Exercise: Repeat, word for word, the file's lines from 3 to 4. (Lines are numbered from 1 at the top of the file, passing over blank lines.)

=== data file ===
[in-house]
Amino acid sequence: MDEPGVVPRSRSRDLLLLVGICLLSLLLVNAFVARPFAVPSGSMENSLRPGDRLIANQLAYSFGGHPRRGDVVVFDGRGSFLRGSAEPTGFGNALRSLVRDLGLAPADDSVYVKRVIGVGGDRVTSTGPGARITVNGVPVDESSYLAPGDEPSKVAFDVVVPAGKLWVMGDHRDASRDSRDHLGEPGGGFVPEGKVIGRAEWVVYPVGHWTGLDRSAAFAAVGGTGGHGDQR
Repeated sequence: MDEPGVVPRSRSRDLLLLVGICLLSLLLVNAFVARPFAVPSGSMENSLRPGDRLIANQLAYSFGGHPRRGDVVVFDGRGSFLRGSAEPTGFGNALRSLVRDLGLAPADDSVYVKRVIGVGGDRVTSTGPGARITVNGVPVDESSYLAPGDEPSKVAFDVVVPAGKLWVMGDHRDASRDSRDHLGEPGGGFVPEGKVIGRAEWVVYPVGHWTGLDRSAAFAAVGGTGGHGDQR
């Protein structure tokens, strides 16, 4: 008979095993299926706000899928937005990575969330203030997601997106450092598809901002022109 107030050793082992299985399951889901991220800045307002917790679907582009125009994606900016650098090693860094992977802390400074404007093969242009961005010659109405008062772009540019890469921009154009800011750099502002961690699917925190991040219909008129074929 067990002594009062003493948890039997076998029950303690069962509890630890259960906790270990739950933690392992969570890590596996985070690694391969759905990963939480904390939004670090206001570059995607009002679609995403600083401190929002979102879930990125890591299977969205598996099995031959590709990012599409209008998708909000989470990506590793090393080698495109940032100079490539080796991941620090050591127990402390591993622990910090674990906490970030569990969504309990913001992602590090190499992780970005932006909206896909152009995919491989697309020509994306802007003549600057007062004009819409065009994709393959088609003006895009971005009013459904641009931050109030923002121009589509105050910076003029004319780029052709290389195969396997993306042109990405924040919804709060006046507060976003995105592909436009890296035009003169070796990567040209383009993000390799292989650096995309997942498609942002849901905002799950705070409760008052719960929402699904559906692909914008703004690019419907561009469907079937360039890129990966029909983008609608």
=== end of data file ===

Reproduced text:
Repeated sequence: MDEPGVVPRSRSRDLLLLVGICLLSLLLVNAFVARPFAVPSGSMENSLRPGDRLIANQLAYSFGGHPRRGDVVVFDGRGSFLRGSAEPTGFGNALRSLVRDLGLAPADDSVYVKRVIGVGGDRVTSTGPGARITVNGVPVDESSYLAPGDEPSKVAFDVVVPAGKLWVMGDHRDASRDSRDHLGEPGGGFVPEGKVIGRAEWVVYPVGHWTGLDRSAAFAAVGGTGGHGDQR
């Protein structure tokens, strides 16, 4: 008979095993299926706000899928937005990575969330203030997601997106450092598809901002022109 107030050793082992299985399951889901991220800045307002917790679907582009125009994606900016650098090693860094992977802390400074404007093969242009961005010659109405008062772009540019890469921009154009800011750099502002961690699917925190991040219909008129074929 067990002594009062003493948890039997076998029950303690069962509890630890259960906790270990739950933690392992969570890590596996985070690694391969759905990963939480904390939004670090206001570059995607009002679609995403600083401190929002979102879930990125890591299977969205598996099995031959590709990012599409209008998708909000989470990506590793090393080698495109940032100079490539080796991941620090050591127990402390591993622990910090674990906490970030569990969504309990913001992602590090190499992780970005932006909206896909152009995919491989697309020509994306802007003549600057007062004009819409065009994709393959088609003006895009971005009013459904641009931050109030923002121009589509105050910076003029004319780029052709290389195969396997993306042109990405924040919804709060006046507060976003995105592909436009890296035009003169070796990567040209383009993000390799292989650096995309997942498609942002849901905002799950705070409760008052719960929402699904559906692909914008703004690019419907561009469907079937360039890129990966029909983008609608």